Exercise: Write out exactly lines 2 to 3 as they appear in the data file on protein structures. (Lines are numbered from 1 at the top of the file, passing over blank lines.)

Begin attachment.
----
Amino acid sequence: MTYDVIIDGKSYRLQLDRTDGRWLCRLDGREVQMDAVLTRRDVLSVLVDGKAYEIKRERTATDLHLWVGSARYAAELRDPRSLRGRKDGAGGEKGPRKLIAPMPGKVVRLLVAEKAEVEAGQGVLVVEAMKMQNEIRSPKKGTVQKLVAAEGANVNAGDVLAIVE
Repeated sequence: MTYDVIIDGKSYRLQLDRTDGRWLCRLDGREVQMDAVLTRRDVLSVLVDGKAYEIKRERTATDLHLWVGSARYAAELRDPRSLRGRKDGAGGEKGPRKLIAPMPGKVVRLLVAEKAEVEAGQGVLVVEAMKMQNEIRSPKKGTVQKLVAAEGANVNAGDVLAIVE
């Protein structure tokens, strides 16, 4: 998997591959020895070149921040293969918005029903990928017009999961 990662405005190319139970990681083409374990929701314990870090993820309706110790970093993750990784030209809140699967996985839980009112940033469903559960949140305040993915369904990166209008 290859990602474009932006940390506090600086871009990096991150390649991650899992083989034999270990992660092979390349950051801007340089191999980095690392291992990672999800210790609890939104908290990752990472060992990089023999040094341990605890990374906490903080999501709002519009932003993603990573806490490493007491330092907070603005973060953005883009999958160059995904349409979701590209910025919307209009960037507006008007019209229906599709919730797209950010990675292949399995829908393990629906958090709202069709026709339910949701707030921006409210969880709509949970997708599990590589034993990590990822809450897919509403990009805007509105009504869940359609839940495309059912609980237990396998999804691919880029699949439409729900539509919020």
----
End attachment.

Repeated sequence: MTYDVIIDGKSYRLQLDRTDGRWLCRLDGREVQMDAVLTRRDVLSVLVDGKAYEIKRERTATDLHLWVGSARYAAELRDPRSLRGRKDGAGGEKGPRKLIAPMPGKVVRLLVAEKAEVEAGQGVLVVEAMKMQNEIRSPKKGTVQKLVAAEGANVNAGDVLAIVE
């Protein structure tokens, strides 16, 4: 998997591959020895070149921040293969918005029903990928017009999961 990662405005190319139970990681083409374990929701314990870090993820309706110790970093993750990784030209809140699967996985839980009112940033469903559960949140305040993915369904990166209008 290859990602474009932006940390506090600086871009990096991150390649991650899992083989034999270990992660092979390349950051801007340089191999980095690392291992990672999800210790609890939104908290990752990472060992990089023999040094341990605890990374906490903080999501709002519009932003993603990573806490490493007491330092907070603005973060953005883009999958160059995904349409979701590209910025919307209009960037507006008007019209229906599709919730797209950010990675292949399995829908393990629906958090709202069709026709339910949701707030921006409210969880709509949970997708599990590589034993990590990822809450897919509403990009805007509105009504869940359609839940495309059912609980237990396998999804691919880029699949439409729900539509919020």